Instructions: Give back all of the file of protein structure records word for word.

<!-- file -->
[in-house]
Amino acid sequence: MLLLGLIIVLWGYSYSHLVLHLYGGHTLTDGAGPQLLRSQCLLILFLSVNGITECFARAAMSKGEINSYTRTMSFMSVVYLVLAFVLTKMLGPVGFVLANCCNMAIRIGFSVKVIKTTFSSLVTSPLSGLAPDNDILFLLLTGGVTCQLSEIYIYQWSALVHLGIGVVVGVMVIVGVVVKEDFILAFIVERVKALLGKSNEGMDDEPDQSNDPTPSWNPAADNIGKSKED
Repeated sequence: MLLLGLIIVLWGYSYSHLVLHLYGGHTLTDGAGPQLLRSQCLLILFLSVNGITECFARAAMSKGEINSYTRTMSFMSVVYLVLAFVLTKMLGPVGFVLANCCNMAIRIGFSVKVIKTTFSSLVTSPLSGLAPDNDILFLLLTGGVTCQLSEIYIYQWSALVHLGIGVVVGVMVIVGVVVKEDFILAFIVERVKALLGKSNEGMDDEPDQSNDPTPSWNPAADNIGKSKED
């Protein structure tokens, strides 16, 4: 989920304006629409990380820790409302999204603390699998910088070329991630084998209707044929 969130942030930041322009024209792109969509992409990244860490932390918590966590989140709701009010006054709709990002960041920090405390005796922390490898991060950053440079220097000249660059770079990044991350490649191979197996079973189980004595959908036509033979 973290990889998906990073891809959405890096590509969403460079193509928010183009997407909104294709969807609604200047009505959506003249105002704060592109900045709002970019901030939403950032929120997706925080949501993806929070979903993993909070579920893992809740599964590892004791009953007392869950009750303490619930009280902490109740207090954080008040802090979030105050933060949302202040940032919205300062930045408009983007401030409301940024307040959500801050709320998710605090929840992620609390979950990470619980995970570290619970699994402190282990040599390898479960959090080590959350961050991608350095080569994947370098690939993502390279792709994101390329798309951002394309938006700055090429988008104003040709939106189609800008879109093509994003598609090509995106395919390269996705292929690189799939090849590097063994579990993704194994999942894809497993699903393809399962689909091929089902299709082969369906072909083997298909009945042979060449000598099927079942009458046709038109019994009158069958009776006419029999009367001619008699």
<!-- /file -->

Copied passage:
[in-house]
Amino acid sequence: MLLLGLIIVLWGYSYSHLVLHLYGGHTLTDGAGPQLLRSQCLLILFLSVNGITECFARAAMSKGEINSYTRTMSFMSVVYLVLAFVLTKMLGPVGFVLANCCNMAIRIGFSVKVIKTTFSSLVTSPLSGLAPDNDILFLLLTGGVTCQLSEIYIYQWSALVHLGIGVVVGVMVIVGVVVKEDFILAFIVERVKALLGKSNEGMDDEPDQSNDPTPSWNPAADNIGKSKED
Repeated sequence: MLLLGLIIVLWGYSYSHLVLHLYGGHTLTDGAGPQLLRSQCLLILFLSVNGITECFARAAMSKGEINSYTRTMSFMSVVYLVLAFVLTKMLGPVGFVLANCCNMAIRIGFSVKVIKTTFSSLVTSPLSGLAPDNDILFLLLTGGVTCQLSEIYIYQWSALVHLGIGVVVGVMVIVGVVVKEDFILAFIVERVKALLGKSNEGMDDEPDQSNDPTPSWNPAADNIGKSKED
């Protein structure tokens, strides 16, 4: 989920304006629409990380820790409302999204603390699998910088070329991630084998209707044929 969130942030930041322009024209792109969509992409990244860490932390918590966590989140709701009010006054709709990002960041920090405390005796922390490898991060950053440079220097000249660059770079990044991350490649191979197996079973189980004595959908036509033979 973290990889998906990073891809959405890096590509969403460079193509928010183009997407909104294709969807609604200047009505959506003249105002704060592109900045709002970019901030939403950032929120997706925080949501993806929070979903993993909070579920893992809740599964590892004791009953007392869950009750303490619930009280902490109740207090954080008040802090979030105050933060949302202040940032919205300062930045408009983007401030409301940024307040959500801050709320998710605090929840992620609390979950990470619980995970570290619970699994402190282990040599390898479960959090080590959350961050991608350095080569994947370098690939993502390279792709994101390329798309951002394309938006700055090429988008104003040709939106189609800008879109093509994003598609090509995106395919390269996705292929690189799939090849590097063994579990993704194994999942894809497993699903393809399962689909091929089902299709082969369906072909083997298909009945042979060449000598099927079942009458046709038109019994009158069958009776006419029999009367001619008699």